The Pantsir is meant to provide air defense to headquarters, supply units, air bases, and other important sites from threats including low-level fixed wing aircraft, helicopters, drones, and even cruise missiles.

The timing of The Times’ scoop is also rather interesting, coming on the same day as the announcement that the Biden administration would be reviewing the sale of F-35s to the UAE. Some opponents of the deal had pointed to the UAE support of the LNA as a reason for opposing the deal, with none other than the Defense Intelligence Agency stating in a report that the UAE “may” have been funding Wagner’s operations in Libya.

The Russo-Turkish War (1811)

Ottoman Army Early 19th Century.

Portrait of Mikhail I. Kutuzov. G. Dawe, 1829. After Count Kamensky died in April 1811, Kutuzov was appointed commander-in-chief of the Danube army. Several months were dedicated to preparation, and on June 22 (July 4), 1811, the Russian army thoroughly defeated the outnumbered Turkish army (15 to 20,000 against 60,000) near Ruse (Turkish: Rusçuk). Soon, another part of the Turkish army was blocked and then captured near Slobozia.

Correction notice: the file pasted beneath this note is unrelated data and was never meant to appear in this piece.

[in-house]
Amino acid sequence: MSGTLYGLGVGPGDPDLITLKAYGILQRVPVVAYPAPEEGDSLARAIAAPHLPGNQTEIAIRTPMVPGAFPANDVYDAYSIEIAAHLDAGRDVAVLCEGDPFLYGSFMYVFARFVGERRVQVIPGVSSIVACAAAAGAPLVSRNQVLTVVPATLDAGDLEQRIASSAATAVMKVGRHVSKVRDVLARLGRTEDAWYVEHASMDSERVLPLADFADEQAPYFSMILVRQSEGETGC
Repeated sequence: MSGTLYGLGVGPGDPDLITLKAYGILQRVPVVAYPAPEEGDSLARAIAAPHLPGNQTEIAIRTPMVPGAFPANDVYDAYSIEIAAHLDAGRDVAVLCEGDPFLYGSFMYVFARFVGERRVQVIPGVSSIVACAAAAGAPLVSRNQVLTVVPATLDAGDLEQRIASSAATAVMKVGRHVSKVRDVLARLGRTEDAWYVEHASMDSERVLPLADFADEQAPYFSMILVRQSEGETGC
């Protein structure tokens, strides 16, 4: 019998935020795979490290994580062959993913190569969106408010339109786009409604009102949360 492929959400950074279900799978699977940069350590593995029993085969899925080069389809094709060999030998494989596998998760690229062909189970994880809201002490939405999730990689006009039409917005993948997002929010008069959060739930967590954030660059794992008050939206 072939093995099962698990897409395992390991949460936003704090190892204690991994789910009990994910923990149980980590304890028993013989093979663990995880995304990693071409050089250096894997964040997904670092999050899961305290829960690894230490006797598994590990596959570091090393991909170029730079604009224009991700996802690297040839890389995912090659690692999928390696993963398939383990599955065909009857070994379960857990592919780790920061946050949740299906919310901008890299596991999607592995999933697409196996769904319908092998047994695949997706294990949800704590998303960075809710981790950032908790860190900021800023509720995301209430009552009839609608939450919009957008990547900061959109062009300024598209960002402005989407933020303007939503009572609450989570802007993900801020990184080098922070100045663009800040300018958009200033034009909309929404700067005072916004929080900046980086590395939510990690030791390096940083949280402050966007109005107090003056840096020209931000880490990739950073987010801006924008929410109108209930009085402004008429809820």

Hostilities had opened between Russia and Turkey soon after Russia and Austria had been humiliated at Austerlitz in 1805. The following year Sultan Selim III had deposed the pro-Russian Hospodars of Wallachia and Moldavia (parts of modern-day Romania), whilst France occupied Austrian Dalmatia. This seriously threatened what was known as the ‘Danubian Principalities’, consisting of modern-day Romania and Serbia. Russia looked upon these areas as a safeguard against any possible attack on Russian territory from the Balkans. Fearing such an attack, Russia promptly advanced a force of some 40,000 men into the principalities to deny them to any others, particularly France. The sultan’s reaction was decisive, declaring war and blocking off the use of the Dardanelles to Russian ships. The subsequent actions of Admiral Seniavin and his victory over the Turkish fleet at Athos, and the deposing of Selim III have already been covered.

The Turkish armies had not performed any better than their fleet. Count Gudovich with 7,000 men had destroyed a Turkish force numbering no fewer than 20,000 men at Arpachai on 18 June. A vast Turkish army advancing into Wallachia was also defeated at Obilesti three days later, on 21 June 1807, by General Mikhail Miloradovich, with just over 4,000 troops.

The war might well have petered out at this point had not the Treaty of Tilsit enabled the Russians to transfer large numbers of their troops from central Europe to Bessarabia, bringing the size of their army up to 80,000 men. However, this sizeable force, under the ageing Field Marshal Prozorovsky, achieved virtually nothing, losing great numbers of troops in a vain attempt to storm the fortress of Brailov. Eventually, in August 1809, Prozorovsky was superseded by Prince Bagration, who immediately crossed the Danube with the army and laid siege to Silistra, but abandoned the attempt on the advance of a Turkish relieving army.